Saturday, June 19, 2021
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Rugby what?

Coming from a rugby family, I’ve been a fan of the sport for many years.

I have been attending matches for years now with very little knowledge of the sport. I decided that this week, I will be discussing some key rugby terms, positions and plays for all those interested in learning more about this crazy sport.

In rugby, there are eight forwards that primarily play defense and seven backs that primarily play offense.

However, unlike football these players are not restricted to these roles and all 15 players play offense and defense at any given point in the game.

The scoring is not done primarily by the offense because any player can score. A rugby match lasts for two 40-minute halves. These players are subjected to a lot in one match.

There is a maximum of five player substitutes throughout the entire game, with the exception of a replacement due to an injury. So, if some crazy dude broke his leg in the first half, he can’t come back in the second half no matter how many beers he drank.

Scoring in rugby is as follows: a try, similar to a touchdown in football, except the ball must touch the ground or the goal post in the end zone to be counted, is worth five points.

A conversion kick follows a try, and is worth two points. Players try to enter the center of the try-zone, for the conversion kick is kicked from the angle in which the ball is touched on the ground in the try-zone.

The field is known as the pitch. What is a sideline in any other sport is a touchline in rugby. A ball is not out of bounds in rugby, it is called in-touch.

A scrum is a tight formation between two teams, in which all the forwards bind together to attempt to win advantage of a ball. Scrums occur after an off-side penalty or a knock, which is if the ball falls in a forward motion from someone’s hand or is thrown forward. In rugby, the ball can be kicked forward, but can only be passed laterally or backwards.

A scrum takes place after a knock penalty. A penalty kick takes place after a more severe penalty. The scrum begins when the offensive scrum half places the ball into the scrum. The hooker holds onto two props, while trying to use their foot to kick the ball back to allow his or her teammates to gain possession of the ball.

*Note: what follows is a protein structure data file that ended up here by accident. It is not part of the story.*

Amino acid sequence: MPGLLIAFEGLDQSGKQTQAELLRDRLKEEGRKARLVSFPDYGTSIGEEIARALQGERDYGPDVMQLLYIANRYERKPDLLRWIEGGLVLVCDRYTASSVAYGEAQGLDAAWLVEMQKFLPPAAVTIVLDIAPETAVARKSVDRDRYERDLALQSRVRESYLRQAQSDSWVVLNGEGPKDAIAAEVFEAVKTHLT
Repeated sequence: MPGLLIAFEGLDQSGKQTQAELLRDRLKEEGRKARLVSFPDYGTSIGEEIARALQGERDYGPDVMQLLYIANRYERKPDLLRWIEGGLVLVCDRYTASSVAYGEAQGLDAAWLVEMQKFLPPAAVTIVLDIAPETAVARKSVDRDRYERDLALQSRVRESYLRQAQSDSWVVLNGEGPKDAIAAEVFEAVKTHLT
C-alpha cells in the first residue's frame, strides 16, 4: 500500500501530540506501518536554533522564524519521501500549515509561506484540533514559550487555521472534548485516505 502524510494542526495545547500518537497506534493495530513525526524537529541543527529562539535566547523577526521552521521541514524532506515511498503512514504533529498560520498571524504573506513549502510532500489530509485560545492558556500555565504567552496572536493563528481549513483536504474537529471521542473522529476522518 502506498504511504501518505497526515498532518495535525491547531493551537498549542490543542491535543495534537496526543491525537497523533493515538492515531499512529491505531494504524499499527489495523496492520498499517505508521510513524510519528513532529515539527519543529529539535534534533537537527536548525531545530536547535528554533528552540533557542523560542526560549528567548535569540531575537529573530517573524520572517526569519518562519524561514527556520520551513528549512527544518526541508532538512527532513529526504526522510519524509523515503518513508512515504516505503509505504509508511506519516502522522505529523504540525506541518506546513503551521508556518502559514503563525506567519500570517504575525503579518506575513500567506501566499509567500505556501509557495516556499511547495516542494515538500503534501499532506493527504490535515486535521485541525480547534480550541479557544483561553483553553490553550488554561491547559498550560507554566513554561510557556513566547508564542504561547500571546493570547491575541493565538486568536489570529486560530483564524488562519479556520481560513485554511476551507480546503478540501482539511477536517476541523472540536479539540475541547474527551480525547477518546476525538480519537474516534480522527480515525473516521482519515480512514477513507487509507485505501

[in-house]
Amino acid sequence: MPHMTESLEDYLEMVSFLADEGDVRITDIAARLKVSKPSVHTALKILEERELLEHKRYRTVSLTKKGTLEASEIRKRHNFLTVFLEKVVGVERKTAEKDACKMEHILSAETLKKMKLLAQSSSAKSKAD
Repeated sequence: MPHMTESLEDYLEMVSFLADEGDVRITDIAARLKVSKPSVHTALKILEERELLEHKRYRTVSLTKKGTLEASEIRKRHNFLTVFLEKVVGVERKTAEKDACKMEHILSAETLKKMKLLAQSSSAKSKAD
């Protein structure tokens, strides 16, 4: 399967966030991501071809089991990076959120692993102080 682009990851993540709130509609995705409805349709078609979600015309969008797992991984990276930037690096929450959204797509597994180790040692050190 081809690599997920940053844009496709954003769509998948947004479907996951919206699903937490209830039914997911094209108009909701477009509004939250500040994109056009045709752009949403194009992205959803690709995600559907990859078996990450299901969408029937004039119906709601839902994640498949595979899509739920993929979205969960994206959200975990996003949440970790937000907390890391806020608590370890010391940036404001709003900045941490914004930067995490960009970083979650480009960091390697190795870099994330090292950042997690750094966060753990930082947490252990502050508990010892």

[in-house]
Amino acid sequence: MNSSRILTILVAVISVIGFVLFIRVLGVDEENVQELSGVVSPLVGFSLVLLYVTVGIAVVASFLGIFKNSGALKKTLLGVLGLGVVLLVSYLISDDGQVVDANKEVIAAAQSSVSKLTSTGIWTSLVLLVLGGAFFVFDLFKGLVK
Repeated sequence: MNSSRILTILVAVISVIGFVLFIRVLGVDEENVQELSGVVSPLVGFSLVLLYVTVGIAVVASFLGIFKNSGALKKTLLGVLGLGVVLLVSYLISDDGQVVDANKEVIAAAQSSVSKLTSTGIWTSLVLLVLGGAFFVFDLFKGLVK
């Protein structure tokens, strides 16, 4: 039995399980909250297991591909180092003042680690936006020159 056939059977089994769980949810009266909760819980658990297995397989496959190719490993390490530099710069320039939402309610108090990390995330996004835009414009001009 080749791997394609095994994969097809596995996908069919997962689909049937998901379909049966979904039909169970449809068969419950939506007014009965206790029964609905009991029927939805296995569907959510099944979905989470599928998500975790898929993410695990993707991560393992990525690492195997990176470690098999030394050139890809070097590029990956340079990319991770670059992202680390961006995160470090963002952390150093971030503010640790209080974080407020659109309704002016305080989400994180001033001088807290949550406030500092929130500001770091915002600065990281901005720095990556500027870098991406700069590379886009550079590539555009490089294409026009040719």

A ruck is similar to a scrum. It’s a looser formation that is created around a free ball or a player who has been brought to the ground with the ball.

If the ball goes in-touch, the players go into a line-out. The offensive hooker throws the ball in from the touchline, and a maximum of seven players line up to catch the ball. Up to two players per team can be lifted in an attempt to catch the ball.

While researching rugby, a violent sport in which the only padding players are allowed to wear is a mouth guard, I couldn’t help but wonder why anyone would willingly subject themselves to play a game of rugby.

“I started playing rugby freshman year because I played sports in high school and I needed something to do in college,” Michelle DiFedele, president of the College’s Women’s Rugby Club, said.

“My CA played and I went out and I loved it,” DiFedele said. “Its intense but at the same time the girls who play are great, it’s a friendly atmosphere and at the same time its competitive. It helps you get out your aggression in a somewhat healthy manner.”

“I’m really looking forward to our challange match against the University of Scranton, where if we win, we will become a Division II team,” DiFedele added.

“I play because it’s a competitive game and every weekend you go into a battle against another team and it’s a camaraderie with your teammates to face this other team, and that’s why I have ice on my knee tonight,” Erik Bailey, an outside center for Reading Rugby, said.

“It’s the closest thing to being involved with hand to hand combat,” Chris Bailey said. Bailey is a center for the Schuylkill River Exiles of Philadelphia.

“It’s more of a thinking game then anything, Erik is right. There is a camaraderie among your teammates that is unlike any other sport I have ever played,” Chris Bailey said.

I don’t know the origins of rugby, but with all these crazy terms and rules, I’m sure the game wasn’t found by anyone sane or even sober.


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